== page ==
They’ve traveled the globe, become a teaching tool in classrooms, entered galleries, museums, libraries and even lit up the iconic LED screens of Times Square, NYC.
For over ten years, NYC visual artist Franck de las Mercedes, named one of “15 Artists to Dominate 2015” by Complex Magazine, has sent more than 17,000 painted, seemingly empty boxes with labels that read “Fragile Contains: Peace, Love or Hope” to people around the world without charging a penny. The project has been funded by the artist, donations from supporters and a paint sponsorship from Pebeo.
Since its beginning in 2006, The Priority Boxes project (AKA Peace Boxes) has brought contemporary art to a broader audience, encouraging people to participate in conversations about art and peace, while challenging them to consider their ability to influence change and question the fragility, value and priority given to those concepts.
Each box is both a canvas for a unique abstract painting and a platform for communication through art – a mixture of art and social engagement The peace boxes quickly evolved into a movement embraced by popular culture, the mainstream media, schools and art educators across America and abroad. The message of the boxes continues to be adopted as teaching tool for educators, community centers and art therapy counselors across the US. In the summer of 2012 an image of a Peace Box was exhibited on the iconic LED screens of Times Square. In 2014, the New Jersey Senate and General Assembly passed a joint legislative resolution honoring Franck and the Peace Boxes Project.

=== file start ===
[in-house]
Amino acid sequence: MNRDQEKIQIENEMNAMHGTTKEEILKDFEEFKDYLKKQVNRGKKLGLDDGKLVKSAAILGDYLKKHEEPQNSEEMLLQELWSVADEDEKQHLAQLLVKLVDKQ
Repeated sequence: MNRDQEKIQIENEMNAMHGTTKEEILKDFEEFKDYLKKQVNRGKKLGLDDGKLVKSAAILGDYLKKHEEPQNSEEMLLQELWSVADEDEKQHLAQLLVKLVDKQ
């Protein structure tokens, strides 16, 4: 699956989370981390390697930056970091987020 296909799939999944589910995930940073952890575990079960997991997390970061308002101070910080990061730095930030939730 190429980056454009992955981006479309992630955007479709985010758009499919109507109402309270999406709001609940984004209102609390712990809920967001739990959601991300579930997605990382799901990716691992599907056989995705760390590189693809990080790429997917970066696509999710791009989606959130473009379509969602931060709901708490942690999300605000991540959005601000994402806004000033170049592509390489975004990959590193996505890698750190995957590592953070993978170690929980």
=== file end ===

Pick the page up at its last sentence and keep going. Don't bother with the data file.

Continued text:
“After a chance encounter at the Post Office, I began thinking: We always expect something of value to come in a box, but what if the box was empty yet contained something symbolic with a positive, challenging or inspiring message. It was at that moment that I decided to start an experiment in an effort to provoke thought and ask people to reconsider their ability to influence change. I wanted to create dialogue, so I started sending empty, painted boxes to anyone who requested one, anywhere in the world – for free. I decided to send the boxes without charging a penny for the work or shipping, to convey the message that something of such priority as peace should not have a price. And that art can be both inclusive and accessible.”
The project will be coming to a close in May 2016 after 10 years. This is not the end of the Peace Boxes. As long as schools and teachers continue to make their own, it will continue grow.
Franck de las Mercedes
Jun 1, 2016